×

Uh-oh, it looks like your Internet Explorer is out of date.

For a better shopping experience, please upgrade now.

Satellite Rides
     

Satellite Rides

4.6 3
by Old 97's
 
With 1999's Fight Songs, Dallas's catchiest little twang-rock band proved they were never really that beholden to country-western conceits after all, softening the backwoods kick of their earlier recordings in favor of singer/songwriter Rhett Miller's burgeoning melodic strengths. Although its polished eclecticism may have put off

Overview

With 1999's Fight Songs, Dallas's catchiest little twang-rock band proved they were never really that beholden to country-western conceits after all, softening the backwoods kick of their earlier recordings in favor of singer/songwriter Rhett Miller's burgeoning melodic strengths. Although its polished eclecticism may have put off some longtime fans, that album proved to be a key transitional step towards the consistently great Satellite Rides. From the opening power-pop squeal of "King of All the World" to the closing anguished kiss-off of "Nervous Guy," the band balances Miller's yearning, often-sardonic wordplay with whip-smart hooks and a lean but potent guitar charge. "I believe in love, but it don't believe in me" goes one of Miller's typically double-sided romantic sentiments (in "Rollerskate Skinny"). "Do you wanna mess around?" he asks a potential valentine in "Buick City Complex" as a small town decays around them. No matter how bad things may look, the Old 97's can always find a reason to kick up their boot heels -- and you'll find it hard not to follow suit.

Editorial Reviews

All Music Guide - Hal Horowitz
Moving even further away from their alt-country roots, the Old 97's fifth effort is a consistently engaging and unpretentious strummy power pop nugget. Bits of the effortless hook-driven approach of Marshall Crenshaw and Nick Lowe mesh with winning melodies that stick in your skull after the first spin. Hints of Brit Invasion Beatles/Badfinger-styled harmonies also infiltrate these songs, bringing a crisp vocal attack to play, especially in bassist Murray Hammond's subtle backing work. Guitarist/singer/songwriter Rhett Miller has honed his composing and arrangement skills to a fine edge, cramming these compact cuts (nothing runs over four minutes, most clock in around three) with smart lyrics and sharp, unaffected playing. There's still a little twang remaining from the old days in the driving double-time "Am I Too Late," and even a solo acoustic guitar ballad in "Question," but the band seems most comfortable pounding out crafty, infectious instant singles like "Rollerskate Skinny." Miller's voice is perfect for these songs, mixing just the right amount of pride, innocence, and youthful exuberance into the predominantly upbeat lyrics. But just as importantly, there's a presence and immediacy to Satellite Rides, partially due to the expert touch of mixer Tchad Blake, that makes it jump out of the speakers like the locomotive that provides the band with its name. Deftly incorporating their Texas roots with yodeling and a snappy punch makes "Up the Devil's Pay" one of the disc's most successful tracks, but there really isn't a lackluster performance here. The six-song live bonus EP that came free with early pressings proves how skillful the quartet is in concert, and that their biting, cohesive style is no studio-concocted fluke. The Old 97's sound is organic and natural, and on Satellite Rides they find the perfect balance between their roots in rugged country and pure chiming pop.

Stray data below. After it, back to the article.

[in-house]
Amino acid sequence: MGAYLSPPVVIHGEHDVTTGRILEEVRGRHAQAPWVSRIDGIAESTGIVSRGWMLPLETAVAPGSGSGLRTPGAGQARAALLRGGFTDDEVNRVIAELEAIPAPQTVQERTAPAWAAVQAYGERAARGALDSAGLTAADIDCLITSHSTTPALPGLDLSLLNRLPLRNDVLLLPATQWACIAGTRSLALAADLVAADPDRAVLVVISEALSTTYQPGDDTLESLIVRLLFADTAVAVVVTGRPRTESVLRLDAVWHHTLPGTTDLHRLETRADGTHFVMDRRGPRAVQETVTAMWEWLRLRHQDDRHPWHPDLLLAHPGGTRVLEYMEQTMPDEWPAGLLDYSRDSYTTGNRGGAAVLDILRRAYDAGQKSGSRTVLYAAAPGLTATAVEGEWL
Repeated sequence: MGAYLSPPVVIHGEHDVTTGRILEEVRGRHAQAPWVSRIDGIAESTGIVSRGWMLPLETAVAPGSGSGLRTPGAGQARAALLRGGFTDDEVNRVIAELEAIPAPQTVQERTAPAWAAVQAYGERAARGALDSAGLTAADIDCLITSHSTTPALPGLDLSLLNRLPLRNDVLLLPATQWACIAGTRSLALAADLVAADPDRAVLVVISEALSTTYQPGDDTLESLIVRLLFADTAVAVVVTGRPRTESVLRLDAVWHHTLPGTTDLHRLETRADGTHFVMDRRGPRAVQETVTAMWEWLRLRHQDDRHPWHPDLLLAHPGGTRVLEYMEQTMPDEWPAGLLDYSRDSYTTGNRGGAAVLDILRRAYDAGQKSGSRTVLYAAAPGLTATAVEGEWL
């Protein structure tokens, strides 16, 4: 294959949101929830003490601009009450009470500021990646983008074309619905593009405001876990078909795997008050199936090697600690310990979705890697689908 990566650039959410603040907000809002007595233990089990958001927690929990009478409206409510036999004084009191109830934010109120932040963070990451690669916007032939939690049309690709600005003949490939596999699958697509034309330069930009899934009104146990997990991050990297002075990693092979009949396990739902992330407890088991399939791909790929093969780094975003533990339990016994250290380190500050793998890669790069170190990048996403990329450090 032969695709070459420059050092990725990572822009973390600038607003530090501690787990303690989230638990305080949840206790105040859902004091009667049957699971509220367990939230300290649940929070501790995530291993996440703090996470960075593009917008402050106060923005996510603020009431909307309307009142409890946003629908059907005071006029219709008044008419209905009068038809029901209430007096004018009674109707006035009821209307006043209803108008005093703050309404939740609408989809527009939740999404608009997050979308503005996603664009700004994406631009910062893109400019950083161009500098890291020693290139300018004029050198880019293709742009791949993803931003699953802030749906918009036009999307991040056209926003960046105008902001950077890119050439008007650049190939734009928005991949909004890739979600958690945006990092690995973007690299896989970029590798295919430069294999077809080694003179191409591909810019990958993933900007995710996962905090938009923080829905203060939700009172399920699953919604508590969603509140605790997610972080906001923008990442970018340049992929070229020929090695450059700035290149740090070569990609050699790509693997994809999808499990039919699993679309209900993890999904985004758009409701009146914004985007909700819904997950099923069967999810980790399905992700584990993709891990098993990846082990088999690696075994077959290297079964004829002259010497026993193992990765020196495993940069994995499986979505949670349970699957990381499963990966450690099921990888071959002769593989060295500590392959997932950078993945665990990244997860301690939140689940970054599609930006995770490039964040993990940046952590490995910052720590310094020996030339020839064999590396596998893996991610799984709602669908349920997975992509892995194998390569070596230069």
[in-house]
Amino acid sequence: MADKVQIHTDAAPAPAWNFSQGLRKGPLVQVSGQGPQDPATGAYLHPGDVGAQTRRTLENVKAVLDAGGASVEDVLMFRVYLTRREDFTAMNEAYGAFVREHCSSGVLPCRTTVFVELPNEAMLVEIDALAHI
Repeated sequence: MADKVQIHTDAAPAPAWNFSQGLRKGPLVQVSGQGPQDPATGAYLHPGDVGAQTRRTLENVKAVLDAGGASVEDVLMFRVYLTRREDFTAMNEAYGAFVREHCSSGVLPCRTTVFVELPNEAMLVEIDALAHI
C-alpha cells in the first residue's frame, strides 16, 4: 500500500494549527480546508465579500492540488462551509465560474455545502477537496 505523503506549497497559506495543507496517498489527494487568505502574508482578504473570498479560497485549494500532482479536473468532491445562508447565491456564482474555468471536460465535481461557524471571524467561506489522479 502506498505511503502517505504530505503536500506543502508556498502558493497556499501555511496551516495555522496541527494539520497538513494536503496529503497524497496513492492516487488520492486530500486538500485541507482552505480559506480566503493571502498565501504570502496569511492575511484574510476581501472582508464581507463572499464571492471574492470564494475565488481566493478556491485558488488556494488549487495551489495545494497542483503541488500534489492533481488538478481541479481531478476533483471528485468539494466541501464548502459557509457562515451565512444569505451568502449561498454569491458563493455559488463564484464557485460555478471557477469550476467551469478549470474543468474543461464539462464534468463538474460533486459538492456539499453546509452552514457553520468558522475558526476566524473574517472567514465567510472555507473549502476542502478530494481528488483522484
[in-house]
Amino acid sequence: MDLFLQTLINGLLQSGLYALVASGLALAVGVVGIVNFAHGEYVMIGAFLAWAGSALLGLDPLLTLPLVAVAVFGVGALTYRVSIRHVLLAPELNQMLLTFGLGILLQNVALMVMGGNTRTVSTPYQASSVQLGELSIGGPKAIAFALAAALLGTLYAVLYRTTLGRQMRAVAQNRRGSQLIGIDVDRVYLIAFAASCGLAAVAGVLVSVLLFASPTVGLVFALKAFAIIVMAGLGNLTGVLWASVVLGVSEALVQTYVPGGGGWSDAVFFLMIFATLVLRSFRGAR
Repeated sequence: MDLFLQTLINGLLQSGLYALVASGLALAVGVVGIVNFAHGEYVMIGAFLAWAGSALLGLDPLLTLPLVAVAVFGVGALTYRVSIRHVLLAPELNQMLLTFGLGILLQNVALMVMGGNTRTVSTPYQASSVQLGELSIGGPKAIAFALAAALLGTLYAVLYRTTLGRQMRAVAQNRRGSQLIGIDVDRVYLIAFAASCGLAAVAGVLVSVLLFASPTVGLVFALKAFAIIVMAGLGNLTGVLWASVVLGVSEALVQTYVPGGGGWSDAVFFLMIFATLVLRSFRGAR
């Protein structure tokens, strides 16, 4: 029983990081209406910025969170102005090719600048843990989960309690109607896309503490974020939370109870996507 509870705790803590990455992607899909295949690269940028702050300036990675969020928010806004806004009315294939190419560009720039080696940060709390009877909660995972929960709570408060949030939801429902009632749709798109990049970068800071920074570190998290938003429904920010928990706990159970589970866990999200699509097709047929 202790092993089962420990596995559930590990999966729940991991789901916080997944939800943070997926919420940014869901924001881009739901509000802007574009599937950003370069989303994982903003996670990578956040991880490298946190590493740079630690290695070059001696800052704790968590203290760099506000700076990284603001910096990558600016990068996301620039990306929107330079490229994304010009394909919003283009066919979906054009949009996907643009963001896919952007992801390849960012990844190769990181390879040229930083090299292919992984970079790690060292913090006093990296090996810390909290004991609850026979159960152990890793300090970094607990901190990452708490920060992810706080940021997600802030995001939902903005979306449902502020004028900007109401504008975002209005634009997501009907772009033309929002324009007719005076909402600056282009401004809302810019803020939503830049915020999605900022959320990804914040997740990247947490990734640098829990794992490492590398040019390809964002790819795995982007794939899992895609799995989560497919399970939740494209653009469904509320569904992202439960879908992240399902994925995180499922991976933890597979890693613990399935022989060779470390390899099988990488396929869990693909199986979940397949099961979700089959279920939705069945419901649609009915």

Rolling Stone - Rob Sheffield
Satellite Rides holds up all the way through, but the Old 97's really hit country-rock nirvana in the expertly constructed cheatin' song "Designs on You." Miller sounds drunk and desperate four minutes before closing time, trying to sweet-talk a bride-to-be into one last tumble just so he can write another goddamn cheatin' song about her. The weird part is that you don't recoil from the creep in the song. You kind of like him.

Product Details

Release Date:
03/20/2001
Label:
Elektra / Wea
UPC:
0075596253123
catalogNumber:
62531

Tracks

Album Credits

Performance Credits

Old 97's   Primary Artist
Rhett Miller   Acoustic Guitar,Electric Guitar,Vocals,12-string Guitar,Mouth Trumpet
Murry Hammond   Bass,Vocals,Background Vocals
Ken Bethea   Acoustic Guitar,Accordion,Electric Guitar,12-string Guitar,Slide Guitar
Philip Peeples   Drums,Maracas,Tambourine,Shaker

Technical Credits

Tchad Blake   Engineer
Carl Plaster   Drum Technician
Wally Gagel   Producer,Engineer
Old 97's   Composer
Jeri Heiden   Art Direction
Rhett Miller   Producer
Robert Carranza   Engineer
John Heiden   Art Direction
Murry Hammond   Producer
Philip Peeples   Producer

Customer Reviews

Average Review:

Post to your social network

     

Most Helpful Customer Reviews

See all customer reviews

Satellite Rides 4.7 out of 5 based on 0 ratings. 3 reviews.
Guest More than 1 year ago
Satellite Rides is a real, rockin' album from the Old 97's. It still has influences of their earlier y'alternative music, but has rock 'n roll, British Invasion roots, too. Their thought provoking, heart-on-the-sleeve vocals blend with the Dylan-reminiscent sound awesomely. All in all, a damn good album.
Guest More than 1 year ago
The Old 97's have provided yet another masterful album. Miller's clever hooks and lyrical genius reveal a refreshing literary intellect to their songs, which is hard to come by in any genre. The album is marked with a clean, yet energetic sound. Miller does more than sing, he speaks to your soul. A meld of bluegrass, pop, rock, and a few others, this album can be enjoyed by almost anyone.
Anonymous More than 1 year ago